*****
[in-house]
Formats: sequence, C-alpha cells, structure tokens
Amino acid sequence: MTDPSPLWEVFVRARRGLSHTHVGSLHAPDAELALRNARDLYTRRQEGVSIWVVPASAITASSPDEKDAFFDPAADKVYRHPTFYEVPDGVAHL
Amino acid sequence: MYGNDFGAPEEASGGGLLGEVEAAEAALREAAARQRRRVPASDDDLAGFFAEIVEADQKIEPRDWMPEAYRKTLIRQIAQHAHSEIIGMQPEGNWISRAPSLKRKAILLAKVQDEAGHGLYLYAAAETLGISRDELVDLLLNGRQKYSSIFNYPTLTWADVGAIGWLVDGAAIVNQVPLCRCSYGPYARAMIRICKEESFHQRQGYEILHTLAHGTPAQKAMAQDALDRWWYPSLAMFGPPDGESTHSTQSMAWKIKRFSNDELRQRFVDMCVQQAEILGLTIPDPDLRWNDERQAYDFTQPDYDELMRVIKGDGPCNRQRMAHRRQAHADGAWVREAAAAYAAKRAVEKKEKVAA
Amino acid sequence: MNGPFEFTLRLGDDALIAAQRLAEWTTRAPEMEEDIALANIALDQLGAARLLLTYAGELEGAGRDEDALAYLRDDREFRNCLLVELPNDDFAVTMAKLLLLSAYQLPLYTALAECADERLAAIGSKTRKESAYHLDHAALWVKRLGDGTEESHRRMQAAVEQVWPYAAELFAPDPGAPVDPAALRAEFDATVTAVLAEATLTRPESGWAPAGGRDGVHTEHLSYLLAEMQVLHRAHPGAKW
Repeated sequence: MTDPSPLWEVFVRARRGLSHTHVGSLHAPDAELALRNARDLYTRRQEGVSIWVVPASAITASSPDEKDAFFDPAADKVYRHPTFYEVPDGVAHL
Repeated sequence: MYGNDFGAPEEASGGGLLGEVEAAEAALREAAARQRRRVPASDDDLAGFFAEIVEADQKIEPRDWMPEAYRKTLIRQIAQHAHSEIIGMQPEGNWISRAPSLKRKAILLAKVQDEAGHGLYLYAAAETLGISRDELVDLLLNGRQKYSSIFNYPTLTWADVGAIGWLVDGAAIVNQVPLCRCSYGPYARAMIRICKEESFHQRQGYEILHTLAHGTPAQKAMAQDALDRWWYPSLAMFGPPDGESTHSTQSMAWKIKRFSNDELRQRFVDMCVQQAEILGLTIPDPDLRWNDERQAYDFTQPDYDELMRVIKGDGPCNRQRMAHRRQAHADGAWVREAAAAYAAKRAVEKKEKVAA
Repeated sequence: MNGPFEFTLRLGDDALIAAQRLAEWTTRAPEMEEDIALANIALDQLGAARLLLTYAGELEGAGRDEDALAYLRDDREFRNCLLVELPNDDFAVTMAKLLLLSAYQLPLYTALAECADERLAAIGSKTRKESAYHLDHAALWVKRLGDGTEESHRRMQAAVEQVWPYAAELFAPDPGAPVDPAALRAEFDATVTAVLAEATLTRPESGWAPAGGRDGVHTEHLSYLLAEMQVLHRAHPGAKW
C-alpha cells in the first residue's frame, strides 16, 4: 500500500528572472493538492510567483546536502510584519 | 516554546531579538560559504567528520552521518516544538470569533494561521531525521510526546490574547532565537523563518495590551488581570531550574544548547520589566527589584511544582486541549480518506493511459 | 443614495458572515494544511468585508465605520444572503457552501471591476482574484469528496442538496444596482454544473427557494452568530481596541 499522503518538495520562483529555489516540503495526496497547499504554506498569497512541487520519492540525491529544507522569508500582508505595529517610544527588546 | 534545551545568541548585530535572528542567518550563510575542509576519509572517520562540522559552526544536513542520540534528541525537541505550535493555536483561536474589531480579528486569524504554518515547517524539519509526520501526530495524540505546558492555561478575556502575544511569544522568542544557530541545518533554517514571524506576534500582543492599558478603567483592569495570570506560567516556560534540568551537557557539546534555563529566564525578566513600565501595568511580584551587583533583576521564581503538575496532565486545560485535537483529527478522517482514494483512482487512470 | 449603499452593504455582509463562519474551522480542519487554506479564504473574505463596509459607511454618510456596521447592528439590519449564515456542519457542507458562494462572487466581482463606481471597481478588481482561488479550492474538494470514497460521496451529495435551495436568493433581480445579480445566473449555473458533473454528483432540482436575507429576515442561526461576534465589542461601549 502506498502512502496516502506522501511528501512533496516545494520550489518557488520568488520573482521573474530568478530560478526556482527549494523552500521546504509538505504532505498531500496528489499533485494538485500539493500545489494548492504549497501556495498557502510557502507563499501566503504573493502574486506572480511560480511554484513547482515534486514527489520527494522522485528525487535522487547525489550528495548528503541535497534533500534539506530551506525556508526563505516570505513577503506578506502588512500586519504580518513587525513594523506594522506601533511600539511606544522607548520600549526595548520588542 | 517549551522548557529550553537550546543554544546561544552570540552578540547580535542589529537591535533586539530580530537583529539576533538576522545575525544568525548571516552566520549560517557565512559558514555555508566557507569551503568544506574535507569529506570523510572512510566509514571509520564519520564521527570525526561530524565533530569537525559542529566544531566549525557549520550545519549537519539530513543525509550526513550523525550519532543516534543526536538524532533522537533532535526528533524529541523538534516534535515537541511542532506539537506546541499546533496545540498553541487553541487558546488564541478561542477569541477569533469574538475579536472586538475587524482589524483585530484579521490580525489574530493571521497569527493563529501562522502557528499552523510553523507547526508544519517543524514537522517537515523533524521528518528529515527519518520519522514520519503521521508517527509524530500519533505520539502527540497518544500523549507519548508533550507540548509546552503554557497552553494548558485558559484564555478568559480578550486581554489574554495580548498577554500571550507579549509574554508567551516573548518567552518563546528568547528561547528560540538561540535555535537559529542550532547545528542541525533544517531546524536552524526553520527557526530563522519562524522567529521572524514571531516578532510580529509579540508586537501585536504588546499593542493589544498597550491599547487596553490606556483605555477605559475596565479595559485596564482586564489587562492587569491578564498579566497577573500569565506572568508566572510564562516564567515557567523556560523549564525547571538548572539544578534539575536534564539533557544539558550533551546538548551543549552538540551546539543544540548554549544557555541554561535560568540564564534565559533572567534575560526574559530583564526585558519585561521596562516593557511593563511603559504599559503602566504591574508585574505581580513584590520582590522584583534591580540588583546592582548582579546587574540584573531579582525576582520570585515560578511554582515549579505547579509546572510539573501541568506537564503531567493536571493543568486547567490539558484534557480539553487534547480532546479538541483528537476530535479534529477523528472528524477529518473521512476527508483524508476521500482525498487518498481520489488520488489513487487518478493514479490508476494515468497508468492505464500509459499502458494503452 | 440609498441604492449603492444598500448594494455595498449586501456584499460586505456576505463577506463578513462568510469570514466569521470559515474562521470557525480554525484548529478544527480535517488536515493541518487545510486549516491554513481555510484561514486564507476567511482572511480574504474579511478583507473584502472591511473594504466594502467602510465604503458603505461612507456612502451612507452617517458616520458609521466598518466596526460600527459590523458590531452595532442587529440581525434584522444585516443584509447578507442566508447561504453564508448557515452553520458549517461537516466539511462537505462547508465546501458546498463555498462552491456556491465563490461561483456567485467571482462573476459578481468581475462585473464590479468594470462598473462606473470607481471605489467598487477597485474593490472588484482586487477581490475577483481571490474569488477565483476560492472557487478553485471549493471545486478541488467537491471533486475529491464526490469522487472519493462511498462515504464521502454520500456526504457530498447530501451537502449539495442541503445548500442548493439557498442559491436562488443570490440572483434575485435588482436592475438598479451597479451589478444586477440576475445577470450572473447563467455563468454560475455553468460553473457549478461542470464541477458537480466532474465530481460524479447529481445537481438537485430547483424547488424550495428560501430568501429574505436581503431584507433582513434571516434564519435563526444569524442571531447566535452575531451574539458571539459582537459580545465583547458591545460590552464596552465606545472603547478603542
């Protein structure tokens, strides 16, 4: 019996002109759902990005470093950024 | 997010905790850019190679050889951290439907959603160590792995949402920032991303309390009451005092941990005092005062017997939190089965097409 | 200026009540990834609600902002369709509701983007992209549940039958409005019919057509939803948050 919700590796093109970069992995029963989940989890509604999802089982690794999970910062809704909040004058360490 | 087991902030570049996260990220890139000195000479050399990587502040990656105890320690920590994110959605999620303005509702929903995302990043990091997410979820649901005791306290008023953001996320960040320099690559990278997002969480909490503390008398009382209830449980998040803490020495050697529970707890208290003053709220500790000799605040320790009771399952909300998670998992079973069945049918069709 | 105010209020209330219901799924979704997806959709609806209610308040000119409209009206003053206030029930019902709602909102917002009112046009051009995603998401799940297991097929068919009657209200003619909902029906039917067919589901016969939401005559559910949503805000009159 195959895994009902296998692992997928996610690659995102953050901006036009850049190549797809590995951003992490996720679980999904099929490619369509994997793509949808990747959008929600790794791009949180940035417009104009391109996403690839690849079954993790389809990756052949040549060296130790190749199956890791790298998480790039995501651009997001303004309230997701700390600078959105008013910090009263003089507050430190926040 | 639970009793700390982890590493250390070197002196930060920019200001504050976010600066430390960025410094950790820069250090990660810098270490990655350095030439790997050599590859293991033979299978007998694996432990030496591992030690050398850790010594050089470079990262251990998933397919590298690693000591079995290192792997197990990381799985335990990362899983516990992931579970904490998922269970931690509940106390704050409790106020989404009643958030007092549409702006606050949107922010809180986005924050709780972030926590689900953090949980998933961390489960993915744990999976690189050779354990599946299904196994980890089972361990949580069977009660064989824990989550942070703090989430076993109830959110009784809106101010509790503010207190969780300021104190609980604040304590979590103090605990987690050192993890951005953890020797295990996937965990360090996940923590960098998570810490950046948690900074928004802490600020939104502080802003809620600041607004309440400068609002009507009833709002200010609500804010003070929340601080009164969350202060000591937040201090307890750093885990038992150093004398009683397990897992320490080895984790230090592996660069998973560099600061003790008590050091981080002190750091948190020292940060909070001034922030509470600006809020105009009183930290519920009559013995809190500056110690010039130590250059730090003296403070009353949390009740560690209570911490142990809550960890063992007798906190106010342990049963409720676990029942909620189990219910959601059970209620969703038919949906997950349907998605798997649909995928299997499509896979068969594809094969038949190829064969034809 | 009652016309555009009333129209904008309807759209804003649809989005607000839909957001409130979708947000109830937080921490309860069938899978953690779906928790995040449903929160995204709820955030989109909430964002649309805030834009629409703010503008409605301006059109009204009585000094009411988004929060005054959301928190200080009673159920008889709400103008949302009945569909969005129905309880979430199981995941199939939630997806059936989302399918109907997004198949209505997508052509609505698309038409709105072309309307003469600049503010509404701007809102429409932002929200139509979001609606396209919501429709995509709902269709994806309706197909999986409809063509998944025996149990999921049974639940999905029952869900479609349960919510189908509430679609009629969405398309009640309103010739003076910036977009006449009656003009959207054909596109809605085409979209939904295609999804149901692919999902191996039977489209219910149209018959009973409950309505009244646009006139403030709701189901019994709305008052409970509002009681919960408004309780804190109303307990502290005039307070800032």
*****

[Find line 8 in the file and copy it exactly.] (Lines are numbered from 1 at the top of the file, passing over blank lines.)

Repeated sequence: MNGPFEFTLRLGDDALIAAQRLAEWTTRAPEMEEDIALANIALDQLGAARLLLTYAGELEGAGRDEDALAYLRDDREFRNCLLVELPNDDFAVTMAKLLLLSAYQLPLYTALAECADERLAAIGSKTRKESAYHLDHAALWVKRLGDGTEESHRRMQAAVEQVWPYAAELFAPDPGAPVDPAALRAEFDATVTAVLAEATLTRPESGWAPAGGRDGVHTEHLSYLLAEMQVLHRAHPGAKW